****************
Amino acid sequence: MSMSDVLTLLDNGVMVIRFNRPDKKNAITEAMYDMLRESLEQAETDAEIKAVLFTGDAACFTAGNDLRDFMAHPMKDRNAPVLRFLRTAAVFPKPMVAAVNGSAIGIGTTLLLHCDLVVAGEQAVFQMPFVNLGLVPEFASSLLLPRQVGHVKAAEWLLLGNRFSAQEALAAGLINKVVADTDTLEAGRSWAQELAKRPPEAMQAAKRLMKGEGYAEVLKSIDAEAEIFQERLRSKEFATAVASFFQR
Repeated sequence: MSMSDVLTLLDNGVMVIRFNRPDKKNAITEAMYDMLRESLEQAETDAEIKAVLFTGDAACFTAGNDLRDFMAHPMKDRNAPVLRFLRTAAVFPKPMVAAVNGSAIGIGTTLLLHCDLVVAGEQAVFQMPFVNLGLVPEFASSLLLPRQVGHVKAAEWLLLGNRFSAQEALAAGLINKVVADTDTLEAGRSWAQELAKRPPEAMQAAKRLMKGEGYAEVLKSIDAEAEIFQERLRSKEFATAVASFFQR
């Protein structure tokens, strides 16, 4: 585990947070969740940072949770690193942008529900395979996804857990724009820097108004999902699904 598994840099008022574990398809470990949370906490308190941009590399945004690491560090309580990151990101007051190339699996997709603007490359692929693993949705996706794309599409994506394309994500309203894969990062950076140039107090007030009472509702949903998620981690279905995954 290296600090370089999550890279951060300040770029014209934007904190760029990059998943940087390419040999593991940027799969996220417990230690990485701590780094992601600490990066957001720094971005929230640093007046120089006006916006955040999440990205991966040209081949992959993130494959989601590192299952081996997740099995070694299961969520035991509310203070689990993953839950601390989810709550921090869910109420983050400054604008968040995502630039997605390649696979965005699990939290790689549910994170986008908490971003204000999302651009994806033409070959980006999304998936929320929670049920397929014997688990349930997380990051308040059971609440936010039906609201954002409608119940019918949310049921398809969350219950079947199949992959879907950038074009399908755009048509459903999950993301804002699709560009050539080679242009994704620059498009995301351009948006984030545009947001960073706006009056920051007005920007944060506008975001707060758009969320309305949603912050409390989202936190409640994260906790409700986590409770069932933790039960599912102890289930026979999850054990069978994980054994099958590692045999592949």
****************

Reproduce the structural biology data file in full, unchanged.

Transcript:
Amino acid sequence: MSMSDVLTLLDNGVMVIRFNRPDKKNAITEAMYDMLRESLEQAETDAEIKAVLFTGDAACFTAGNDLRDFMAHPMKDRNAPVLRFLRTAAVFPKPMVAAVNGSAIGIGTTLLLHCDLVVAGEQAVFQMPFVNLGLVPEFASSLLLPRQVGHVKAAEWLLLGNRFSAQEALAAGLINKVVADTDTLEAGRSWAQELAKRPPEAMQAAKRLMKGEGYAEVLKSIDAEAEIFQERLRSKEFATAVASFFQR
Repeated sequence: MSMSDVLTLLDNGVMVIRFNRPDKKNAITEAMYDMLRESLEQAETDAEIKAVLFTGDAACFTAGNDLRDFMAHPMKDRNAPVLRFLRTAAVFPKPMVAAVNGSAIGIGTTLLLHCDLVVAGEQAVFQMPFVNLGLVPEFASSLLLPRQVGHVKAAEWLLLGNRFSAQEALAAGLINKVVADTDTLEAGRSWAQELAKRPPEAMQAAKRLMKGEGYAEVLKSIDAEAEIFQERLRSKEFATAVASFFQR
């Protein structure tokens, strides 16, 4: 585990947070969740940072949770690193942008529900395979996804857990724009820097108004999902699904 598994840099008022574990398809470990949370906490308190941009590399945004690491560090309580990151990101007051190339699996997709603007490359692929693993949705996706794309599409994506394309994500309203894969990062950076140039107090007030009472509702949903998620981690279905995954 290296600090370089999550890279951060300040770029014209934007904190760029990059998943940087390419040999593991940027799969996220417990230690990485701590780094992601600490990066957001720094971005929230640093007046120089006006916006955040999440990205991966040209081949992959993130494959989601590192299952081996997740099995070694299961969520035991509310203070689990993953839950601390989810709550921090869910109420983050400054604008968040995502630039997605390649696979965005699990939290790689549910994170986008908490971003204000999302651009994806033409070959980006999304998936929320929670049920397929014997688990349930997380990051308040059971609440936010039906609201954002409608119940019918949310049921398809969350219950079947199949992959879907950038074009399908755009048509459903999950993301804002699709560009050539080679242009994704620059498009995301351009948006984030545009947001960073706006009056920051007005920007944060506008975001707060758009969320309305949603912050409390989202936190409640994260906790409700986590409770069932933790039960599912102890289930026979999850054990069978994980054994099958590692045999592949």